AUTUMN MULLEN BRIAND v. THE STATE OF TEXAS

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Court of Appeals of Texas, Houston (14th Dist.).

AUTUMN MULLEN-BRIAND, Appellant v. THE STATE OF TEXAS, Appellee

NO. 14-15-00730-CR, NO. 14-15-00739-CR

Decided: January 26, 2017

Panel consists of Justices Boyce, Christopher, and Brown.

MEMORANDUM OPINION

Appellant Autumn Mullen-Briand appeals her conviction for driving while intoxicated (DWI). See Tex. Penal Code Ann. § 49.04(a), (b) (Vernon Supp. 2016). After the trial court denied appellant's motion to suppress, she pleaded guilty to DWI in exchange for a plea bargain agreement of confinement for 180 days, probated for one year, and a $200 fine. In two issues, appellant contends that the trial court erred by (1) denying her motion to suppress because there was no probable cause to arrest her for DWI; and (2) failing to suppress a search warrant for her blood sample because the warrant was issued before field sobriety tests were conducted and thus there was “insufficient probable cause to issue the search warrant for blood.” We affirm.

BACKGROUND

Appellant was charged with DWI. Appellant filed a motion to suppress which provided in pertinent part as follows:

NOW COMES, AUTUMN MULLEN-BRIAND, defendant in the above-entitled and numbered cause, and for such would show unto this Honorable Court the following.

I.

NO PROBABLE CAUSE FOR ARREST

At the time of the arrest for driving while intoxicated, the police department did not have sufficient probable cause to arrest the defendant.

II.

The defendant, AUTUMN MULLEN-BRIAND was under arrest for driving while intoxicated at the time she was put in handcuffs at the scene until she went to the Webster City Jail.

III.

The police department either arrested the defendant not having sufficient probable cause for the arrest or arrested the defendant with probable cause but continued to determine if they believed she was intoxicated AFTER taking her to jail.

The trial court held a hearing on appellant's motion to suppress. At the hearing, Police Officer Rachel Mireles of the Webster Police Department testified that she responded to an accident call at about 10:50 p.m. on November 16, 2014. Officer Mireles testified that she was at the scene with her Field Training Officer Nicholas Santos and Police Officer Russell Sanford. She stated that she “spoke with the victim who stated that he had been rear-ended by [appellant] who was driving at a high rate of speed” on the feeder road of Highway 45. Officer Mireles stated: “I went over and spoke with [appellant], and I determined as soon as I talked to her that she was intoxicated.” Officer Mireles determined that appellant was intoxicated because appellant had “red, watery eyes, an odor of alcoholic beverage emitting from her and her person and breath; and she was up, able to make a complete sentence and was slurring everything that she said.” Appellant admitted only to drinking one glass of red wine but Officer Mireles testified that she smelled a very strong odor of alcohol on appellant.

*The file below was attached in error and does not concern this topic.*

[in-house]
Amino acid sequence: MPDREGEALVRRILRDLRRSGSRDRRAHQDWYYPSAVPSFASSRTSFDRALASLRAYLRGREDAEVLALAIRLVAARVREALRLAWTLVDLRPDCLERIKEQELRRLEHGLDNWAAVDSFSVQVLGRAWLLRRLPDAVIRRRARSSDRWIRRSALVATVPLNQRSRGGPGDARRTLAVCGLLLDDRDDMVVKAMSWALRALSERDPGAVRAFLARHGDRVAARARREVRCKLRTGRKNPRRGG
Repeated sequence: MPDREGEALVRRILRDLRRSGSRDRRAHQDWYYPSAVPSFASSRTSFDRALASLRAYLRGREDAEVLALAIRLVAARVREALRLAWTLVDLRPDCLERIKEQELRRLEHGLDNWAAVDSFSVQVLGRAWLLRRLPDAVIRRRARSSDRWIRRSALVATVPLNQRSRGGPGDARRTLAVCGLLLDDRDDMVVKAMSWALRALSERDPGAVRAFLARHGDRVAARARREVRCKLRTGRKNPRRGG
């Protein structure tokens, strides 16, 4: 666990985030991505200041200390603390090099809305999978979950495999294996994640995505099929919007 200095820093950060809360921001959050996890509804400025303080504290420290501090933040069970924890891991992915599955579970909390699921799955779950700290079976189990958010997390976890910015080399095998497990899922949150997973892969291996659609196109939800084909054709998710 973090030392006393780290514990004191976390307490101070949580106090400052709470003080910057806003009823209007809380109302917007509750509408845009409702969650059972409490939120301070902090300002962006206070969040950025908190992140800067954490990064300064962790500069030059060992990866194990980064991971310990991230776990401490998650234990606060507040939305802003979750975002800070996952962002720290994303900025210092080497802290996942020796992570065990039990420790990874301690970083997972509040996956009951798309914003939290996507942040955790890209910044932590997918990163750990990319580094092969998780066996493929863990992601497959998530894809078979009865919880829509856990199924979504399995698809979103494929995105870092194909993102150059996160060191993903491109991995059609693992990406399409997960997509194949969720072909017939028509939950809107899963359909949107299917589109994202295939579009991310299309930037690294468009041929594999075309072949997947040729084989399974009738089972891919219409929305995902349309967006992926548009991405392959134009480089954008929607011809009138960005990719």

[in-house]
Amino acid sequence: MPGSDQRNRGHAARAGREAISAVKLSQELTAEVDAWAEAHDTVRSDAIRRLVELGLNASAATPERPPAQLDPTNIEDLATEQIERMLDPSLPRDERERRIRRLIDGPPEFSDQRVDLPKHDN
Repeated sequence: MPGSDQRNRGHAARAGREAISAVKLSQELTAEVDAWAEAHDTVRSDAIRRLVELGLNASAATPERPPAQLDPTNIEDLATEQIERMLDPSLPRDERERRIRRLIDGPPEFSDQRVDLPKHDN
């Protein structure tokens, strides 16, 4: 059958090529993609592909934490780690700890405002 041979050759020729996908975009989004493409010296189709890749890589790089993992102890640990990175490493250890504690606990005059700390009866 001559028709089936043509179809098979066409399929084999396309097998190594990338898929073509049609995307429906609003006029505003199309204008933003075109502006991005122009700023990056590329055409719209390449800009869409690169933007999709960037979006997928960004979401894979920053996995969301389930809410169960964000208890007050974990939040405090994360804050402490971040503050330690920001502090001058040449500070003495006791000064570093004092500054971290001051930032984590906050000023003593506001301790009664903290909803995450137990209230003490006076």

Officer Mireles asked appellant to exit her car and perform field sobriety tests in a strip center parking lot to which the parties and vehicles involved in the accident had moved. Officer Mireles stated that she asked appellant to “come over to the line on the ground so that we could perform the field sobriety tests, and she was very intoxicated. ․ She was swaying. She could not keep her balance. Shifting back and forth was — kept moving around. Wouldn't do what I asked her to do.” Appellant tried to perform the horizontal gaze nystagmus test but “[s]he was unable to perform it at the time” because “her level of intoxication was so high at the moment, along with the weather conditions.”

Officer Mireles testified that she observed all the signs of intoxication she was trained to look for on appellant, including red, watery eyes; slurred speech; staggered stance; inability to follow a simple instruction; and a strong smell of alcohol. According to Officer Mireles, appellant could not comprehend what she was asked to do during the field sobriety test. Officer Mireles stated that appellant “would ask me the same thing over and over. I had to explain to her and she would ask me again. I told her not to do something. She would do it again. It just — it was to the point to where I could tell that it was — it wasn't going to happen at that point.” Officer Mireles also testified that it was windy and cold and that she observed appellant shivering. After consulting with her field officer, Officer Mireles decided to take appellant to “a controlled environment” — the “Intox room” — at the Webster Police Department to “finish the tests.”

Officer Mireles stated that she patted appellant down, handcuffed her, placed her in the back of a police car, and “detained her to take her to the Intox room” because she believed appellant had committed the crime of DWI. When they arrived at the Webster Police Department Intox room, Officer Mireles read appellant “her rights and performed the field sobriety tests on her.” Appellant was unable to follow directions and perform the field sobriety tests. She refused to consent to a breath test or blood draw, and Officer Mireles requested a search warrant for a blood draw.